I've been waiting quite a while for Sharon to explain what it is he's really up to. I've tried to keep an open mind. On Sunday, his party will vote, but it's unclear what significance that will have. He's already pledged to plunge ahead regardless. And that doesn't bode well at all.

Arab Americans 4 Kerry


What a difference four years make.

Poll: Arab Americans want Kerry for President

More Arab Americans in key battleground states say they will vote for Senator John Kerry than for President George W. Bush in November, according to a new poll released Wednesday by the Arab American Institute.

In a three-way race factoring in Ralph Nader, 45 percent of those polled in Michigan, Florida, Ohio and Pennsylvania said they would vote for Kerry, 28 percent for Bush and 14 percent for Nader. Another 14 percent were undecided.

Bush maintained his 30 percent support, Zogby said, because of core Republican backing in the community.

Interestingly, Nader, who is Lebanese-American and has put forth positions on the Arab-Israeli conflict and issues like civil liberties that are considered in-step with the community's views overall, dropped 6 percentage points from February, showing that if that slide continues, Nader may not weaken Kerry's support as some had speculated.

The voters "are deciding where to go," said James Zogby, president of the Arab American Institute and the brother of John, the pollster.

"There is still obvious displeasure with President Bush" but "not overwhelming support for Kerry yet," he said. "They're in Kerry's camp but not in love with him yet."

The numbers reflect a complete flip from the 2000 results. Then, in the same four states, Bush won 46 percent of the Arab American vote and Vice President Al Gore won 29 percent. Nader won 13 percent.

Ooops! Bad choice, I guess. Yes, I do recall reading a number of articles in the Arab press, both American and not, back in 2000 gloating about how Bush and Cheney were going to turn back Clinton's "pro-Israel bias." Didn't last long, though.

The drop in support for Bush reflected a disappointment in the community with Bush's handling of the Iraq war and other domestic issues.

I guess that's one way to put it. On the other hand, maybe this sheds a little more light.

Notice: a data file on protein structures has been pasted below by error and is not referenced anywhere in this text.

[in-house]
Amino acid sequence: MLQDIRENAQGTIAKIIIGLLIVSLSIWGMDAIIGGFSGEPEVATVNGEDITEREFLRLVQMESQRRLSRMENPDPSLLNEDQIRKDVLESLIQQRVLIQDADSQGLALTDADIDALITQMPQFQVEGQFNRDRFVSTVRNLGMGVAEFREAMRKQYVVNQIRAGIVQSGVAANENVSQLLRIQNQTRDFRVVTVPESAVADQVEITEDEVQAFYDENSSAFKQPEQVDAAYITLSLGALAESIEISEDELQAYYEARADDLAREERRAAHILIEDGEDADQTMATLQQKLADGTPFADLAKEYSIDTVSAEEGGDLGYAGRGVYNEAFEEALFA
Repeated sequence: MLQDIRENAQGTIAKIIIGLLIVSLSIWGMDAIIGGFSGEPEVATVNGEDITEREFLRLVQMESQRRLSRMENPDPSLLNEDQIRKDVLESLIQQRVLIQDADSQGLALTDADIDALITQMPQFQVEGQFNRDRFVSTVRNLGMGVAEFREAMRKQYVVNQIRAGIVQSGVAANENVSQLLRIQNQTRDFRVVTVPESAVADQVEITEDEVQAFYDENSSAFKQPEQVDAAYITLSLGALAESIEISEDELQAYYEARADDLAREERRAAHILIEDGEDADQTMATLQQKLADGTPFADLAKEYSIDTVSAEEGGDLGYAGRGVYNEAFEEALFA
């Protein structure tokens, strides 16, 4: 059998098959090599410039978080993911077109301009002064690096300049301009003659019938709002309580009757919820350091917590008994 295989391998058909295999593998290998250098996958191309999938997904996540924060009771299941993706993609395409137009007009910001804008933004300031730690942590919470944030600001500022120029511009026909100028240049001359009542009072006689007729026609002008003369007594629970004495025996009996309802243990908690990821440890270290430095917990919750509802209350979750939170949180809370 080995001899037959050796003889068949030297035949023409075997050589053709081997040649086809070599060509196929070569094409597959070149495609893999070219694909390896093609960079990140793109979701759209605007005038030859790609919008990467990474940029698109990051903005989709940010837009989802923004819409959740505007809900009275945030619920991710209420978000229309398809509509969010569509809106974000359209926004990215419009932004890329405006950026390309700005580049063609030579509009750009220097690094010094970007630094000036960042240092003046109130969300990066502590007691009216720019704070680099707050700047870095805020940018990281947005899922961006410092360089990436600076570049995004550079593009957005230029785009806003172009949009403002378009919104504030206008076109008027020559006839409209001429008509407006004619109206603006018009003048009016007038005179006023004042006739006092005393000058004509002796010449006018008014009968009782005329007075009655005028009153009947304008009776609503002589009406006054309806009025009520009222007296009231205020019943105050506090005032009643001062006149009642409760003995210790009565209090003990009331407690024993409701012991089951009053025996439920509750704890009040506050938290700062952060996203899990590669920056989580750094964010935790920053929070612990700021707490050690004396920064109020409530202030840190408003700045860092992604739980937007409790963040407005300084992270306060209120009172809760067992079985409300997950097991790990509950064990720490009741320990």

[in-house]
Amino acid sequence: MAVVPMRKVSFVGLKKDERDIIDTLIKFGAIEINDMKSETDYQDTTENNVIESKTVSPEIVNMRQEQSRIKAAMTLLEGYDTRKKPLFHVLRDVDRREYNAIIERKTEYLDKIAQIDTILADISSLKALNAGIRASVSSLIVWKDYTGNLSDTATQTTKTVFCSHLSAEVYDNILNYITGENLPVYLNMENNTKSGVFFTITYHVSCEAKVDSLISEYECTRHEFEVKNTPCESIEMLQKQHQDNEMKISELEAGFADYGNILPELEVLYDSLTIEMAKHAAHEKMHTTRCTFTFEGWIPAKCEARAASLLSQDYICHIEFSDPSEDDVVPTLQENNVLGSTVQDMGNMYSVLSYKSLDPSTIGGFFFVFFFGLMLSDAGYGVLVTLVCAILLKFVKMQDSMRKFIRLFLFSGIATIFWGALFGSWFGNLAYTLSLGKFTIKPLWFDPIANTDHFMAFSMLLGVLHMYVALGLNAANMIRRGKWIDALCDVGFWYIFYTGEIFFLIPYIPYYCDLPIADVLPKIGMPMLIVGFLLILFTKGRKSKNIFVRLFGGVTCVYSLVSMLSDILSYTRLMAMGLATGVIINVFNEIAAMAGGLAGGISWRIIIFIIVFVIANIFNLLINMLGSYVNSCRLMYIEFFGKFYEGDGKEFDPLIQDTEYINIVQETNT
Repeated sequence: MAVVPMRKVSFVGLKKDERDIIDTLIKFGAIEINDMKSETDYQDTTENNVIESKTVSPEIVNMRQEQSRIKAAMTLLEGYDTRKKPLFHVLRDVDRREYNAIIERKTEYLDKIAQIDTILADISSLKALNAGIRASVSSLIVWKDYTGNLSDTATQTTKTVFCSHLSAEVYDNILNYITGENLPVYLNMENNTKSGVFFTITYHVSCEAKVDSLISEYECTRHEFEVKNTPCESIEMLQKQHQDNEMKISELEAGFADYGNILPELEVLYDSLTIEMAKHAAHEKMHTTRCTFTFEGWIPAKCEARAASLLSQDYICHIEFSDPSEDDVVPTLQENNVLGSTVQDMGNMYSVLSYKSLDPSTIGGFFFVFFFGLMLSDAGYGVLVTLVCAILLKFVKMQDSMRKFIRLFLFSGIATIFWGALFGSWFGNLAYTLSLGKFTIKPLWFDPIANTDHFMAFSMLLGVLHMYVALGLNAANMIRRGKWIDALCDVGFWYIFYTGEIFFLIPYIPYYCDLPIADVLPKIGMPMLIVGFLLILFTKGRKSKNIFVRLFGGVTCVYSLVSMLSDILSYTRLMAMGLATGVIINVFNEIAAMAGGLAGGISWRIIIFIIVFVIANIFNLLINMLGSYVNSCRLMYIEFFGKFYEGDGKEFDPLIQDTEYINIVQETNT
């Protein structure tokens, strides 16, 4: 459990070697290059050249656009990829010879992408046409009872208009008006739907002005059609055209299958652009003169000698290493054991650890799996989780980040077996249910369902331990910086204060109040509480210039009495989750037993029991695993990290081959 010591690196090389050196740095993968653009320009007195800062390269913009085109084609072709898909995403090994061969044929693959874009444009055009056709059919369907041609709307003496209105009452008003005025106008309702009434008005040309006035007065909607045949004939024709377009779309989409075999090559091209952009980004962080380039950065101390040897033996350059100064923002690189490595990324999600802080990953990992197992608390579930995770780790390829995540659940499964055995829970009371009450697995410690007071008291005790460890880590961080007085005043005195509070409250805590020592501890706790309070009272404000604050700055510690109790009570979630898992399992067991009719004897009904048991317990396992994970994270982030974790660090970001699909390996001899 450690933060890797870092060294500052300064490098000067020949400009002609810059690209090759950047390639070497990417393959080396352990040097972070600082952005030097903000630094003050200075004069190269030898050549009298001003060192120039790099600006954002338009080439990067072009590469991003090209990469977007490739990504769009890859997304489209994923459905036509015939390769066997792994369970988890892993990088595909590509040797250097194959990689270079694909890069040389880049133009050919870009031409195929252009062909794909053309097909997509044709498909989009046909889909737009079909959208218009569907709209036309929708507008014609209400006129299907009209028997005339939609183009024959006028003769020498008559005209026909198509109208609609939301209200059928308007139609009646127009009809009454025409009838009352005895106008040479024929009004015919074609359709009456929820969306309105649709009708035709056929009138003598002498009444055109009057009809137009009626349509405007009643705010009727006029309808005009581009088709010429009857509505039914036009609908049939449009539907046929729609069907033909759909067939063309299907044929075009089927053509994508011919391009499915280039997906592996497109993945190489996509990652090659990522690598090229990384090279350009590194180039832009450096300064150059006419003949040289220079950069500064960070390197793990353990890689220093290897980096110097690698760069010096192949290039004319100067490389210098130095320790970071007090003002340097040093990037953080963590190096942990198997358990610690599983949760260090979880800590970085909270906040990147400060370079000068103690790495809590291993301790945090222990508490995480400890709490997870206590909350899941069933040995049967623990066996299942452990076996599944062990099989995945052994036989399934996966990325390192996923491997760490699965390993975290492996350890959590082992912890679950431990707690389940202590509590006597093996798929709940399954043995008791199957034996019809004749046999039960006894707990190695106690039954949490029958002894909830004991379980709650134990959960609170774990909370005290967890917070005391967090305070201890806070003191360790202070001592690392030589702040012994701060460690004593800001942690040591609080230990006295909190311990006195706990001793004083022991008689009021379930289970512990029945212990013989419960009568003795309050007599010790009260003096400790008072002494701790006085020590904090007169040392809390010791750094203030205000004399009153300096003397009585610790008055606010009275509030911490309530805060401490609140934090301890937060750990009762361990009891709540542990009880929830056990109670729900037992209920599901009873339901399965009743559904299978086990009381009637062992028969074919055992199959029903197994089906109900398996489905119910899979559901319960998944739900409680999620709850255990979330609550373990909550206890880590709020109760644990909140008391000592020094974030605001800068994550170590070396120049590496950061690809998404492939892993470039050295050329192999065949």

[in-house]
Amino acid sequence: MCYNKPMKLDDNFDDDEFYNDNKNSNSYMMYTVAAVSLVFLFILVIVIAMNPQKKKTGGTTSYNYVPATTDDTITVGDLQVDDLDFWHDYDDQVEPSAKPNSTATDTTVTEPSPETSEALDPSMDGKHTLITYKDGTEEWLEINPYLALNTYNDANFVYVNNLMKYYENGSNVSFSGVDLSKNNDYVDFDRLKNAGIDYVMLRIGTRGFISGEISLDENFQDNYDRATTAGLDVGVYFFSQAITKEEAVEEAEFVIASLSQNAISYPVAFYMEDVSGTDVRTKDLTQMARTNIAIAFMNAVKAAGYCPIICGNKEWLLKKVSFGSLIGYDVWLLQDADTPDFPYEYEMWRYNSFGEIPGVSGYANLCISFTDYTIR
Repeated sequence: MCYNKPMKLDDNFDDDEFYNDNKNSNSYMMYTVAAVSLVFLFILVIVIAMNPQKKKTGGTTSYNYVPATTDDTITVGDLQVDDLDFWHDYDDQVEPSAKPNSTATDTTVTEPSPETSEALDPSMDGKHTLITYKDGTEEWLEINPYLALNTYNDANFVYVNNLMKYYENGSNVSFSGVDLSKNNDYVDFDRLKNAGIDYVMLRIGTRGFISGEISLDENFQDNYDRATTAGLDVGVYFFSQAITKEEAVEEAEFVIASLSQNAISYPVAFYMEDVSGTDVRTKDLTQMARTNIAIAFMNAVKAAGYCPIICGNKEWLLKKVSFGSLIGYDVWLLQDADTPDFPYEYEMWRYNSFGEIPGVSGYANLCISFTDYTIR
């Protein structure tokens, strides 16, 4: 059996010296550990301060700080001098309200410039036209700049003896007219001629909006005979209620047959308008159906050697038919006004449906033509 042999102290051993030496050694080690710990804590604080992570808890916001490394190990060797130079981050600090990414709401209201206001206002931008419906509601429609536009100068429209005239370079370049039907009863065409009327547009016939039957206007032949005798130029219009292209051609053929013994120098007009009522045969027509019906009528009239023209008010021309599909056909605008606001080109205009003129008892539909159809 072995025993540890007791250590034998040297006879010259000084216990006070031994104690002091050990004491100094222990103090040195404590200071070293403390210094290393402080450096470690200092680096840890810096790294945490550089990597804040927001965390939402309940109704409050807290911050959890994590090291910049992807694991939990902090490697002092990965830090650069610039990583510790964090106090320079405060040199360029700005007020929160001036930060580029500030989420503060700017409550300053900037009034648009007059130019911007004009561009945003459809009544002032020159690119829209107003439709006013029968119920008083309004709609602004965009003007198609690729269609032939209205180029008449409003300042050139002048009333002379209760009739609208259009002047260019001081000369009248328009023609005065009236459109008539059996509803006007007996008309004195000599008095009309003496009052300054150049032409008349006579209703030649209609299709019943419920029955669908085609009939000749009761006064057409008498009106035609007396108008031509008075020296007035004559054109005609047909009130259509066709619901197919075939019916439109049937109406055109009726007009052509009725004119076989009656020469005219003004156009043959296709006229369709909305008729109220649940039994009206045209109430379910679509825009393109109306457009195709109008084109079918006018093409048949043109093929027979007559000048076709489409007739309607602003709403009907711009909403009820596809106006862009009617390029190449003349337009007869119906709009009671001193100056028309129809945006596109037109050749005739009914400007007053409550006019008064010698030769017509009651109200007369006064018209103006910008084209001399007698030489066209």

Asked if attempts by the White House to win new support in the American Jewish community was spurring the drop in support from the Arab American community for the President, John Zogby said, "Whatever the White House calculation is, they're not doing so well among Arab American voters in these four states."

By the way,

Of the American-Jewish vote, which Zogby has also surveyed, he said he saw no appreciable rise in polling data to suggest that Bush would win overwhelming support among Jews in November.

He predicted Bush would win 23-25 percent of the Jewish vote, up from 18 percent in 2000. Many have predicted that Bush will win far more because of his support for Prime Minister Sharon.

Too good to be true


You know what they say. If it sounds too good . . . And then there's that thing about the other shoe.

The U.S. has informed Israel it will have to make a "corrective" move toward its European allies and the Arabs, but that it will under no circumstances renege on its promises to Sharon.

In an interview with Army Radio on Wednesday, however, Israel Ambassador to Washington, Dan Ayalon, said that Bush has not gone back on any of his public assurances to Sharon at the White House earlier this month on the issue of borders and the right of return of Palestinian refugees.

Yet. We'll see. Of course,

The Americans are waiting for the Likud referendum so as not to make statements that will weaken Sharon's position vis a vis his opponents - those who are against withdrawing from the Gaza Strip and the northern West Bank.